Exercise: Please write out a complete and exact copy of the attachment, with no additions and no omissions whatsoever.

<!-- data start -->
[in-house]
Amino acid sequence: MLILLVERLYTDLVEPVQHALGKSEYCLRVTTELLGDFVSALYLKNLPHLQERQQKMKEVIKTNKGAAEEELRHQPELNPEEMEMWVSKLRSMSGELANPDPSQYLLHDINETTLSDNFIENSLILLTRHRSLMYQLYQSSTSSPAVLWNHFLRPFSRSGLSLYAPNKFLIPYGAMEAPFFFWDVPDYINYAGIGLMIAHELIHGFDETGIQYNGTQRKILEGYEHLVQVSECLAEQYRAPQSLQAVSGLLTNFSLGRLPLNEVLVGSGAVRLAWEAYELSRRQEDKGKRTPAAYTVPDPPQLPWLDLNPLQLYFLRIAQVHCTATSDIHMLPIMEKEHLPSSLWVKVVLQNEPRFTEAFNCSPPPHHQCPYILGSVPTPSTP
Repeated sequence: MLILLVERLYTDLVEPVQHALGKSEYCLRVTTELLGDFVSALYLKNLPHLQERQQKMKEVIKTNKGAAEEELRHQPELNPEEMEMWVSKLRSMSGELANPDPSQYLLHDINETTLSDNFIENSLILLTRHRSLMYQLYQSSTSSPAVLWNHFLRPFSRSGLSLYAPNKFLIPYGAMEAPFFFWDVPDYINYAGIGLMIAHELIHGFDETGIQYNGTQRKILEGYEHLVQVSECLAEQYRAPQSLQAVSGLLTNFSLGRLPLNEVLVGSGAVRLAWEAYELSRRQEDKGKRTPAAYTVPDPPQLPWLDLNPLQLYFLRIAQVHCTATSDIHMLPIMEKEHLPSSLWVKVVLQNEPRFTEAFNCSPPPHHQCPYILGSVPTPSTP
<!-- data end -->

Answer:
[in-house]
Amino acid sequence: MLILLVERLYTDLVEPVQHALGKSEYCLRVTTELLGDFVSALYLKNLPHLQERQQKMKEVIKTNKGAAEEELRHQPELNPEEMEMWVSKLRSMSGELANPDPSQYLLHDINETTLSDNFIENSLILLTRHRSLMYQLYQSSTSSPAVLWNHFLRPFSRSGLSLYAPNKFLIPYGAMEAPFFFWDVPDYINYAGIGLMIAHELIHGFDETGIQYNGTQRKILEGYEHLVQVSECLAEQYRAPQSLQAVSGLLTNFSLGRLPLNEVLVGSGAVRLAWEAYELSRRQEDKGKRTPAAYTVPDPPQLPWLDLNPLQLYFLRIAQVHCTATSDIHMLPIMEKEHLPSSLWVKVVLQNEPRFTEAFNCSPPPHHQCPYILGSVPTPSTP
Repeated sequence: MLILLVERLYTDLVEPVQHALGKSEYCLRVTTELLGDFVSALYLKNLPHLQERQQKMKEVIKTNKGAAEEELRHQPELNPEEMEMWVSKLRSMSGELANPDPSQYLLHDINETTLSDNFIENSLILLTRHRSLMYQLYQSSTSSPAVLWNHFLRPFSRSGLSLYAPNKFLIPYGAMEAPFFFWDVPDYINYAGIGLMIAHELIHGFDETGIQYNGTQRKILEGYEHLVQVSECLAEQYRAPQSLQAVSGLLTNFSLGRLPLNEVLVGSGAVRLAWEAYELSRRQEDKGKRTPAAYTVPDPPQLPWLDLNPLQLYFLRIAQVHCTATSDIHMLPIMEKEHLPSSLWVKVVLQNEPRFTEAFNCSPPPHHQCPYILGSVPTPSTP